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Thursday, May 27, 1999 Published at 10:45 GMT 11:45 UK


Children of single mothers more at risk

Children born to single mothers are more at risk even at the age of three

Children under four are more likely to die if they are born to single mothers and women under 20, according to national statistics.

The BBC's Toby Sealey: Death rates are higher for babies born outside marriage
Low birthweight is also a risk factor for children aged between one and three, although infant mortality in general is now at its lowest levels ever.

The figures are published by the Office for National Statistics (ONS) in its quarterly health bulletin and cover England and Wales.

It is the first time that such data has been recorded for three year olds.

Previous research on infants has shown similar differences, which are mainly attributed to deprivation.

The researchers also found a higher risk for children born to mothers from the New Commonwealth countries, mainly Bangladesh, India, Pakistan, East Africa and the Caribbean.

Cancer risk

The ONS bulletin, which contains a variety of different studies, includes a 26-year study on father's occupations and childhood mortality which shows "notable differences" in social class and childhood deaths.

It also shows a link between a father's job and cancer.

[ image:  ]
Fathers whose work exposes them to agrochemicals or who work in the agriculture indsutry may increase their child's risk of contracting kidney cancer, says the study.

This is based on research published about 18 months ago which shows there is a small increased risk of contracting a kidney cancer called Wilms' tumour if the child's father works in agriculture.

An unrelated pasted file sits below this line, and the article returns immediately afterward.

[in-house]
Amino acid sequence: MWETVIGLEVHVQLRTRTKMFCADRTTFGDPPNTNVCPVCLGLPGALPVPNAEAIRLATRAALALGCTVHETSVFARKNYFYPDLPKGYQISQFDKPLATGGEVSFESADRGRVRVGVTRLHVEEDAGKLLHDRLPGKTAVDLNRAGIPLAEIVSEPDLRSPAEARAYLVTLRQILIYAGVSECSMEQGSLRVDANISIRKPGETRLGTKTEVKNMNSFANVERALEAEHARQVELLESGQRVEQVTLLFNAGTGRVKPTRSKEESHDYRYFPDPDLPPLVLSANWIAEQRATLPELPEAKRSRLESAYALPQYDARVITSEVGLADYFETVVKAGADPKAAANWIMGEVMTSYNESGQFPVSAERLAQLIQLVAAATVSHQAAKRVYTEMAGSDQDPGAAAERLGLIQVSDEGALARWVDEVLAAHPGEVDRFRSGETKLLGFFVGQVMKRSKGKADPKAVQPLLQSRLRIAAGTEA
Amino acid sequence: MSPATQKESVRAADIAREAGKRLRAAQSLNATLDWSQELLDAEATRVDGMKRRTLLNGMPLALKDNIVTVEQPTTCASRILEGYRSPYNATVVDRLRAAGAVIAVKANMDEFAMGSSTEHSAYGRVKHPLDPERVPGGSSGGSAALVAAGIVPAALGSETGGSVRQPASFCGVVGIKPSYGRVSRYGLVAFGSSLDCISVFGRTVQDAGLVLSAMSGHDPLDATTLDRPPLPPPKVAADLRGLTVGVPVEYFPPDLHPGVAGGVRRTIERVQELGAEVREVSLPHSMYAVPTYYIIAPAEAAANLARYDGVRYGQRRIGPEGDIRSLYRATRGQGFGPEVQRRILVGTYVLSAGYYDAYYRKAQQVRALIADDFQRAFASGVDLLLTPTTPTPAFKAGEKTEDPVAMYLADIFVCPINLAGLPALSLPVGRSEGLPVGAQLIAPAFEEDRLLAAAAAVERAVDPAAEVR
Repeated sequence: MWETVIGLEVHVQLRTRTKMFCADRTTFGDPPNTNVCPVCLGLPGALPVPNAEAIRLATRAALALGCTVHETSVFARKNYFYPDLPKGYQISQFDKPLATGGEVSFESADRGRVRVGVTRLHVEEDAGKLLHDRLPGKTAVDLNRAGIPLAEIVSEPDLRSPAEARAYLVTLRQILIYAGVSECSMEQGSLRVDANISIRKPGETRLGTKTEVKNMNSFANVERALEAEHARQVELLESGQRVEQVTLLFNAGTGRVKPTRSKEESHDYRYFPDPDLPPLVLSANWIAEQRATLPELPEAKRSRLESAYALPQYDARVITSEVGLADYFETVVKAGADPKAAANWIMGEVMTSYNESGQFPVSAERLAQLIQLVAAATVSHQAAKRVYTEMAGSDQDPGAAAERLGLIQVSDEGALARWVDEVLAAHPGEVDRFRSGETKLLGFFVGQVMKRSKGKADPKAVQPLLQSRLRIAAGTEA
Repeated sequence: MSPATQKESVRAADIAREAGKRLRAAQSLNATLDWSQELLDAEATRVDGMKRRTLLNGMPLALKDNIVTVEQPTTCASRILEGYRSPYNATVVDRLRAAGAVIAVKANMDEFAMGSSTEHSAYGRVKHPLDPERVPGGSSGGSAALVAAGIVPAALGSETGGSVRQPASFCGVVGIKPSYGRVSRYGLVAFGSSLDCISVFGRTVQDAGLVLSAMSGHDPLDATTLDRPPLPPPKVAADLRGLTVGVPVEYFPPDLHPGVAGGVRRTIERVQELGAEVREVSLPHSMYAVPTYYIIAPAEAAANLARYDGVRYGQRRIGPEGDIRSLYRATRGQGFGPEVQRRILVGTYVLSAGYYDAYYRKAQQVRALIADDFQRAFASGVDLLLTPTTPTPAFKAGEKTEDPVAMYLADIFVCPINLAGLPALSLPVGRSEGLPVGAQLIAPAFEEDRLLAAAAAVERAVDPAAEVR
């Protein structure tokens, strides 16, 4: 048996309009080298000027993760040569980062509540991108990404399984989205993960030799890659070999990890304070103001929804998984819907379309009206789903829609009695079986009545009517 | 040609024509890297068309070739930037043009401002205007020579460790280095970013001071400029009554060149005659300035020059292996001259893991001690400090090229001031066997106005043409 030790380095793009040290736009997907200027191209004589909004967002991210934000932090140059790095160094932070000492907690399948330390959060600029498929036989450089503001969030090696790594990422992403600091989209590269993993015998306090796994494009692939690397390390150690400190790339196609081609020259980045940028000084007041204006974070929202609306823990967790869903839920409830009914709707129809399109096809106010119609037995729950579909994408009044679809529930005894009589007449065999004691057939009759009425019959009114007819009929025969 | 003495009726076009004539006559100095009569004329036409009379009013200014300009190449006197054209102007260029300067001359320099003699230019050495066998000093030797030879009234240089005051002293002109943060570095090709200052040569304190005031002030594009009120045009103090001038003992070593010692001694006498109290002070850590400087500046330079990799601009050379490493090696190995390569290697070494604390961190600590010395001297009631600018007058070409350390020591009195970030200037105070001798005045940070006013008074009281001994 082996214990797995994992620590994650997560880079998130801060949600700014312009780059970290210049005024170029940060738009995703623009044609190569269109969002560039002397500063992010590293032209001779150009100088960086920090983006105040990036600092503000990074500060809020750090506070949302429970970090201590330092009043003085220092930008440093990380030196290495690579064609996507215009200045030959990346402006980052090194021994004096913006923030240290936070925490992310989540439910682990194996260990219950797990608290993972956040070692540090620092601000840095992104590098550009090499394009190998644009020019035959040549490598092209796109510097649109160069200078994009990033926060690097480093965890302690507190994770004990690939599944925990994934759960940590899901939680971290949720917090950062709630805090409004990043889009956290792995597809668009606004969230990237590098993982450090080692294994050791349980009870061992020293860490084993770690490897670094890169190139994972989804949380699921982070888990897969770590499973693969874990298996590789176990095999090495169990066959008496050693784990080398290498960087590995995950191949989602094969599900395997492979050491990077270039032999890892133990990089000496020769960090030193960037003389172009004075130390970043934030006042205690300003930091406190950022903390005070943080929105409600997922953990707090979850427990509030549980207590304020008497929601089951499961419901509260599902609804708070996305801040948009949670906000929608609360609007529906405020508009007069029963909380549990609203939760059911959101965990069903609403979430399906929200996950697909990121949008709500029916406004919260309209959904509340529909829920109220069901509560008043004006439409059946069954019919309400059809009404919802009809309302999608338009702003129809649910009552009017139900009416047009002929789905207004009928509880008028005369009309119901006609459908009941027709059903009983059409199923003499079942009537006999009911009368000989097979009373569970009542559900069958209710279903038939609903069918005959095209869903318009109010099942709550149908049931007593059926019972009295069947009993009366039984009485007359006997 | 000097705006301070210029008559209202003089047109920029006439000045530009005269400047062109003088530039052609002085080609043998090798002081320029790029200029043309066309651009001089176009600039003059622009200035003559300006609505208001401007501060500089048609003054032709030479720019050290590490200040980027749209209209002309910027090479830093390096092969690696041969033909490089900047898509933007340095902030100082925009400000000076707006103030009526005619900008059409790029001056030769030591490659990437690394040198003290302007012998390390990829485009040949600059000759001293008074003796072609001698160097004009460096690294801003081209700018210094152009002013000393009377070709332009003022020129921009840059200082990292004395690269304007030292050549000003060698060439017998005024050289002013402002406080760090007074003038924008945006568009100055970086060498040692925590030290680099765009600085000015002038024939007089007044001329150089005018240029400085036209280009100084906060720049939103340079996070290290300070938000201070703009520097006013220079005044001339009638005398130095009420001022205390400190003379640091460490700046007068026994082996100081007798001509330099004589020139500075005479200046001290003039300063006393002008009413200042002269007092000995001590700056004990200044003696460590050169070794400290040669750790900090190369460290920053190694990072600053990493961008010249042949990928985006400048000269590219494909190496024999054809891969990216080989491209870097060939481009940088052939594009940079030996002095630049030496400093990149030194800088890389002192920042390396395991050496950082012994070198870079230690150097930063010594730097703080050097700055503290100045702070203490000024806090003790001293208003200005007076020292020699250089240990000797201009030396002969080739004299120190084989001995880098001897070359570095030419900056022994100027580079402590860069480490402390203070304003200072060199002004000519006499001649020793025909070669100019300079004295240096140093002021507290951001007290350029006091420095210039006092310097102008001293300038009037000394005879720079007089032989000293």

But the researchers warn that there may be many other factors involved.

The ONS says death rates are continuing to fall as is fertility and deaths from hypothermia are also down.

But the number of men aged 35 to 39 who are dying rose by 7.5% between 1997 and 1998.

Health experts blame increases in prostate and testicular cancer and a rise in suicide.

The number of men being treated for depression and anxiety was 19% higher in 1996 than in 1994 and 15% up for women.

There was also a 10% increase in the treatment of high blood pressure and diabetes over the same period.

Social gap

The bulletin once again shows a stark difference in health between rich and poor.

Treatment for coronary heart disease and depression was 40% higher in industrial areas than in professional areas.

Men in routine occupations had a mortality rate that was nearly three times higher than men in professional jobs.

[ image: British fertility is continuing to drop]
British fertility is continuing to drop
Although life expectancy has increased for all social classes since 1972, but the ONS says "this disguises increasing inequality".

The difference between life expectancy and birth between professional men and manual workers has risen from 5.5 years in 1972-76 to 9.5 years in 1996.

The difference for women has increased from 5.3 years to 6.4 years.

The variations were decreasing for women until 1991, but have begun to widen in recent years.


Another study shows that abortion figures are continuing to rise.

[ image: Ann Furedi say a rise in abortion is not necessary bad news]
Ann Furedi say a rise in abortion is not necessary bad news
In 1998, there was a 4.2% increase on 1997 figures, with abortions among under 20s rising by 11%.

In the 20 to 29 age group, the number only rose by 1%, but in the over 30 age group the figure was 6%.

Ann Furedi, spokeswoman for the British Pregnancy Advisory Service, said: "The increase in the abortion rate may be because abortion is seen by more women as an acceptable way to manage an unwanted pregnancy.

"The abortion rate rose steeply after the pill scare in 1995. This was widely publicised and may have educated women that abortion is a legal and safe choice.

"This rise in the number of abortions is not necessarily a 'bad thing' if it demonstrates that women are more able to exercise reproductive choice."

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